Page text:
With a new Biden administration and recent threats to crack down on some of the biggest tech behemoths (from Facebook to Amazon), there seems to be support for more regulation. And according to alternative investment manager Hamilton Lane’s CEO, Mario Giannini, that might be good news for the private equity industry.

“Reducing the dominance of large technology companies…is probably not great for some portions of the industry, but good for private equity,” Giannini tells Fortune. In Congress, which now maintains a slim Democratic majority, “I think everyone is interested in saying, ‘Amazon is too powerful, Google [is too powerful],’ pick your name,” he says, arguing there’s bipartisan support for more regulation.

As to what lawmakers do about it, “I’m not sure,” says Giannini, but “to the extent that they do anything to diminish the power of those companies, that’s good for private equity because it creates opportunity for smaller companies.”

To be sure, government scrutiny of large tech companies is a tale as old as time, but lately regulators appear to be turning up the heat on the biggest names: Facebook was recently hit with an antitrust lawsuit alleging it has squashed competition, while players like Amazon and Apple, big winners of the pandemic era, have found themselves the subject of government ire over antitrust concerns. Google, meanwhile, is in hot water once more for its search and search advertising practices. And companies like Facebook and Amazon could be facing their own headwinds in Europe, too.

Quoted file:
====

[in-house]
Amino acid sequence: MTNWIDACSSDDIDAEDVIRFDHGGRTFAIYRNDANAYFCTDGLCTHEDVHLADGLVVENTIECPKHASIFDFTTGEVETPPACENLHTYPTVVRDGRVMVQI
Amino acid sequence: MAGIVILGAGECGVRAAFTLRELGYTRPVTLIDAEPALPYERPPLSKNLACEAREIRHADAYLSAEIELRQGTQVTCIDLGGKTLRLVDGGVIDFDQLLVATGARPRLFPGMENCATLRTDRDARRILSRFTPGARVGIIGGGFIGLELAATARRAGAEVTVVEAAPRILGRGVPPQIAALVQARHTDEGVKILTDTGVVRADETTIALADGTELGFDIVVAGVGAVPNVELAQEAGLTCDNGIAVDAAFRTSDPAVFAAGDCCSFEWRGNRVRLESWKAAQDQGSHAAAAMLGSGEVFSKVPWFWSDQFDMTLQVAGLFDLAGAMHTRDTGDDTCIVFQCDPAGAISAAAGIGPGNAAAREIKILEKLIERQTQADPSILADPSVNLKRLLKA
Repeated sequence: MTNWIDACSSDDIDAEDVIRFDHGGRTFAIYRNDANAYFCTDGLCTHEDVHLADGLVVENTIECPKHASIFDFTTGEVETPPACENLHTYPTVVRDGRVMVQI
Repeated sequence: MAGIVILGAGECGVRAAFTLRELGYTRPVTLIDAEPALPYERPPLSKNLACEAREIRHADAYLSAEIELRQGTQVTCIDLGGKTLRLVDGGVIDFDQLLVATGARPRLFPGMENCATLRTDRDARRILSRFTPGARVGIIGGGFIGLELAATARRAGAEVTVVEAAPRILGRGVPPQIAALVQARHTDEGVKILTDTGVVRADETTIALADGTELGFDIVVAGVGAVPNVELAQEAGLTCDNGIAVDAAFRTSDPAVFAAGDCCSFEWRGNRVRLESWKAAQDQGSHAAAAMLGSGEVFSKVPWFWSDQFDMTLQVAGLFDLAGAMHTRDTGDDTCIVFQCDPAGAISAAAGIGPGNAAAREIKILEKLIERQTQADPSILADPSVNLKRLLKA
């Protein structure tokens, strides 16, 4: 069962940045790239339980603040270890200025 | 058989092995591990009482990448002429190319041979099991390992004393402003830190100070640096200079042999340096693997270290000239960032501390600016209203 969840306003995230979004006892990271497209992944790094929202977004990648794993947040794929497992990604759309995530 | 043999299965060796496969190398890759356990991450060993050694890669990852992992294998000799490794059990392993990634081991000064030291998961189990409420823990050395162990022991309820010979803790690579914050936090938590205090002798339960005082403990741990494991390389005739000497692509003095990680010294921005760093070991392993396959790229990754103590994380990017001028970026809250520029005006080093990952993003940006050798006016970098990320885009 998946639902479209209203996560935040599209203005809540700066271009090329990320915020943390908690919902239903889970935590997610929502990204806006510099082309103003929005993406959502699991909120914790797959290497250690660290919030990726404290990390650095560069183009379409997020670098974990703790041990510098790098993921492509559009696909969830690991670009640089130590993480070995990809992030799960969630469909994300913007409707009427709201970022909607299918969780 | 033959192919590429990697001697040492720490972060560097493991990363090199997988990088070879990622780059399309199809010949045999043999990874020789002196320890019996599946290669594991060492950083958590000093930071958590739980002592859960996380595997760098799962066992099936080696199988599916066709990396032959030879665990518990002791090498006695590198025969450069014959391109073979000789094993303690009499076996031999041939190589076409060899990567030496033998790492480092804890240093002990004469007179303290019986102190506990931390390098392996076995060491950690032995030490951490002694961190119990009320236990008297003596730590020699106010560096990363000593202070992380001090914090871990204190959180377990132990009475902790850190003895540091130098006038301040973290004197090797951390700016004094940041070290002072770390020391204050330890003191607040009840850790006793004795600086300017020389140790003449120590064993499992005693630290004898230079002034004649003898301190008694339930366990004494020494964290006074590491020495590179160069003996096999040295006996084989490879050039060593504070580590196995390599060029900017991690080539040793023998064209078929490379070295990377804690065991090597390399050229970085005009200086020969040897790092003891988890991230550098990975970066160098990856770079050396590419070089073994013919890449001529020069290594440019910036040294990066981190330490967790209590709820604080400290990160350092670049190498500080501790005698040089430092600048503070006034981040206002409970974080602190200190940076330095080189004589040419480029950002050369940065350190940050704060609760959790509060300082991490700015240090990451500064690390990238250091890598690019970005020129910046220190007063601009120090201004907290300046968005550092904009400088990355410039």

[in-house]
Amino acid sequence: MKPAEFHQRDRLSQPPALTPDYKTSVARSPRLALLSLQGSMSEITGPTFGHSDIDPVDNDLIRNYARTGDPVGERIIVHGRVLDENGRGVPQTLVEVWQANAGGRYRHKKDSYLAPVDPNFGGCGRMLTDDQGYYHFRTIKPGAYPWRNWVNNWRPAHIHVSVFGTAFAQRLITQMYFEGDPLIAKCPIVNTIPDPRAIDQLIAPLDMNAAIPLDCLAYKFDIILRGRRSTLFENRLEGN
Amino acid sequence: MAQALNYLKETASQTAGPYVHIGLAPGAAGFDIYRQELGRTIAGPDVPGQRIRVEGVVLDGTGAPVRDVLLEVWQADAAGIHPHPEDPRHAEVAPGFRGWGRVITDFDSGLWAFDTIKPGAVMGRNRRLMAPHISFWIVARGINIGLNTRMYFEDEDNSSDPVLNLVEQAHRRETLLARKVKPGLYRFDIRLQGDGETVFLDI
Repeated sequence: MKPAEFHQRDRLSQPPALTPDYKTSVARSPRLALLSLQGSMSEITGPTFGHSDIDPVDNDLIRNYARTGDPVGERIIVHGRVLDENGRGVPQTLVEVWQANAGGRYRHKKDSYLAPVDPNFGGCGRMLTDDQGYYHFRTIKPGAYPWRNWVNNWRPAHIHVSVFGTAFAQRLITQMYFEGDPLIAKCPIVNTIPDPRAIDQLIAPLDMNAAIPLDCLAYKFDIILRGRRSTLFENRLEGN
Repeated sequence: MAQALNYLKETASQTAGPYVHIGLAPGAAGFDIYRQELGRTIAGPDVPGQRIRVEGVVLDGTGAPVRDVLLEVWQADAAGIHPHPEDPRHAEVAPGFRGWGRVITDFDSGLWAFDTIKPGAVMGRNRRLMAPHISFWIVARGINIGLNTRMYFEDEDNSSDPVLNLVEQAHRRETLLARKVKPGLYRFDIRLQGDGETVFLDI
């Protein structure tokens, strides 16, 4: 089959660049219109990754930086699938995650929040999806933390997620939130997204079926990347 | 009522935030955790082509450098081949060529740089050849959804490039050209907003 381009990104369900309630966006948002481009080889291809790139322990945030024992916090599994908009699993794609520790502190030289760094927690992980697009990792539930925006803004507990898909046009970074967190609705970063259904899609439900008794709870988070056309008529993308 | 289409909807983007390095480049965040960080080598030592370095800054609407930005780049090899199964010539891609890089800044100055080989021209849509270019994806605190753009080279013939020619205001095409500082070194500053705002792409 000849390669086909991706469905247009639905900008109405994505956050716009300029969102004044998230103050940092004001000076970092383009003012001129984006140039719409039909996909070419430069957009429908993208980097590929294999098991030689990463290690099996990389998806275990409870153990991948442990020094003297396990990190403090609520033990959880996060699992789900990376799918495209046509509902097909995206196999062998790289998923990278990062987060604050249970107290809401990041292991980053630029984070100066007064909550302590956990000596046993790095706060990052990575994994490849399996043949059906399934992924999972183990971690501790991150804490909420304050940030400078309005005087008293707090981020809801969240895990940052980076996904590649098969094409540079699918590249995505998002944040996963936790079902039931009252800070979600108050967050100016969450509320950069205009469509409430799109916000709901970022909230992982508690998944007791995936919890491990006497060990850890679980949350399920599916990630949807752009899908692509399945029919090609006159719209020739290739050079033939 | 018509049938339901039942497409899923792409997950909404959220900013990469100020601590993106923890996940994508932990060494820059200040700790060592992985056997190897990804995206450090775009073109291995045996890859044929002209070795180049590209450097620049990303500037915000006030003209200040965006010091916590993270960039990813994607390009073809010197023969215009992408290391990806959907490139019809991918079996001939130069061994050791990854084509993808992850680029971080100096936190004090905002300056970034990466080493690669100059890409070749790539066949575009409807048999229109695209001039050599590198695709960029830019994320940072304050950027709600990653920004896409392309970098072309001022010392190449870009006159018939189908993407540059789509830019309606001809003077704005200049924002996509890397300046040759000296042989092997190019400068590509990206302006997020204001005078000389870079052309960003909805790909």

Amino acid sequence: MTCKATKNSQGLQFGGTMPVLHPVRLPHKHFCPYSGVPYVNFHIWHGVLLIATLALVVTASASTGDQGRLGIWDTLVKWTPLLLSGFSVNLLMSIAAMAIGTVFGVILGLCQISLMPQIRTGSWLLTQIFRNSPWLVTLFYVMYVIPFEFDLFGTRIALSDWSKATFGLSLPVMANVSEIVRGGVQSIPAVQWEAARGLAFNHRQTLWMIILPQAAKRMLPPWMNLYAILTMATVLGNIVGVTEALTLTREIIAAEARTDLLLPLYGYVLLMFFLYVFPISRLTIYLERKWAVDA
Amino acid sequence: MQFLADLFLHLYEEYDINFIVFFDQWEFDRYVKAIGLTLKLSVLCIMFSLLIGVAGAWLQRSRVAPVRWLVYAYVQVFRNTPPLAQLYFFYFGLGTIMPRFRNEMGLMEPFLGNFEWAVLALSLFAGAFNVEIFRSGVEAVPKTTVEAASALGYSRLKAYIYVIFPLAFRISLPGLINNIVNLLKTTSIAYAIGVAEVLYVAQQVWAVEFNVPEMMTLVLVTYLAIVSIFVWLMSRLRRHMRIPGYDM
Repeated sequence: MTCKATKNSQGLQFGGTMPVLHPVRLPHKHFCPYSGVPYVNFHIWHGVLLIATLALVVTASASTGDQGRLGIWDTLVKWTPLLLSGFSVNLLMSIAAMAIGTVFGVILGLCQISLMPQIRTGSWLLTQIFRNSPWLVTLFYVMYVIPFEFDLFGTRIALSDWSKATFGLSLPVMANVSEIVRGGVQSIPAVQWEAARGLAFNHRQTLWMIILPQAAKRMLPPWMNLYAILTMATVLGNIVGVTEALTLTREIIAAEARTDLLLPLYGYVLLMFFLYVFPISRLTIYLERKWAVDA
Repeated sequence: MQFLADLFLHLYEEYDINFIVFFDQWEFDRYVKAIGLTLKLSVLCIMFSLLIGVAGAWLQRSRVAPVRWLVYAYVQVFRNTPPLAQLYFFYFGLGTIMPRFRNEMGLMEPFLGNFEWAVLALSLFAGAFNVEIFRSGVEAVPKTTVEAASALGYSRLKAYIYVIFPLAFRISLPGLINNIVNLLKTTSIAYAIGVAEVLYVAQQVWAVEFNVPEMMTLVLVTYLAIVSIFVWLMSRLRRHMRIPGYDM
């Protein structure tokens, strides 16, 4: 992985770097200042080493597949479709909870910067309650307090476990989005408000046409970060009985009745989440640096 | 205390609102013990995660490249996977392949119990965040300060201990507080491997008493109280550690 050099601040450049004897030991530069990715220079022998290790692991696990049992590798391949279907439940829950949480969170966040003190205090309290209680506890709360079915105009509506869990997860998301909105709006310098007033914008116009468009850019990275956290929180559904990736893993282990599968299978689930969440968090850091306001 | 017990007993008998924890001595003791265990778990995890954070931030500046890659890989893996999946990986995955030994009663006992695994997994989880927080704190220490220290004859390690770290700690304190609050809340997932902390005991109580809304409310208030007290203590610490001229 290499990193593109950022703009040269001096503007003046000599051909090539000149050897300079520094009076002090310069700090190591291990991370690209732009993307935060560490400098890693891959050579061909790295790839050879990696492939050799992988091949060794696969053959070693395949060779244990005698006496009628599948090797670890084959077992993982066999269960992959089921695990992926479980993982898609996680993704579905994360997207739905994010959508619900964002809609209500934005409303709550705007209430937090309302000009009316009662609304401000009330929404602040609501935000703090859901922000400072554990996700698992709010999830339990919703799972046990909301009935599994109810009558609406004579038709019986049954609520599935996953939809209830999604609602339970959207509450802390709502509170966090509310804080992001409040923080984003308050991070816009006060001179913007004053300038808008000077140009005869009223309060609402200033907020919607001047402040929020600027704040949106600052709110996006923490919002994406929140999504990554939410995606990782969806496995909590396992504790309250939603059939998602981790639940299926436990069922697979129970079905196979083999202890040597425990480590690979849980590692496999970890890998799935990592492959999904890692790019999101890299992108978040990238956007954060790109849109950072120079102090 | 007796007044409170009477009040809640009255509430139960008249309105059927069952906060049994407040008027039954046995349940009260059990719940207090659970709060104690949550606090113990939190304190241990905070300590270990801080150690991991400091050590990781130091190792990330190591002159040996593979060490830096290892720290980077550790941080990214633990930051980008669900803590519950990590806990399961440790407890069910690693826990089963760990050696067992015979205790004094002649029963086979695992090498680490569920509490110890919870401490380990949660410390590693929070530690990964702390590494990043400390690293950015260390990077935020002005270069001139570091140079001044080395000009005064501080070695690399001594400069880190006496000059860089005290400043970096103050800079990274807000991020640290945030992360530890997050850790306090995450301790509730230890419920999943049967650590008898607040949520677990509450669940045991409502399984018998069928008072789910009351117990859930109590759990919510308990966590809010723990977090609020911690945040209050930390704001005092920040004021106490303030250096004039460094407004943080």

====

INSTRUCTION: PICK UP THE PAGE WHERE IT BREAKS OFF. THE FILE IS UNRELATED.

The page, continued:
According to Giannini, whose firm has $73 billion in assets under management and advises on $474 billion in additional assets, the dominance of those FAANG names has been top of mind for private equity firms when scouting for deals.

“Right now, when any private equity [firm] does a deal, …if it’s not their first question, it’s one of their top three questions: ‘Is Amazon going to enter this space, yes or no?’ And that has a huge impact—’Is Google in this space?’” he says.

It isn’t just an issue in tech. Companies like Amazon are moving into health care, for instance, by launching online pharmacies. “If all of the sudden the government [would] say, ‘I’m not going to allow Amazon to encroach in certain areas,’ then I think for private equity, oddly enough, that becomes a net positive because you do then have an opportunity with other companies,” says Giannini.

Though some on the Street argue the threat of sweeping legislative changes to hamper Big Tech’s reach is still minor, the new (albeit slim) Democratic majority in Congress poses “a clear negative for Big Tech as…we would expect much more scrutiny and sharper teeth around FAANG names,” Wedbush analyst Dan Ives wrote in a recent note.

For private investors, says Giannini, that just “creates different opportunity sets.”

More must-read finance coverage from Fortune:

  • What job security? Americans are feeling worn down and fearful of layoffs
  • Coinbase is pegged for a valuation of up to $75 billion. Is that realistic?
  • Still waiting on your $300 unemployment benefit to start? What you need to know
  • The U.S. now has a debt level that rivals Italy’s
  • In corporate America we trust? Despite perennial crisis, business reputations are rising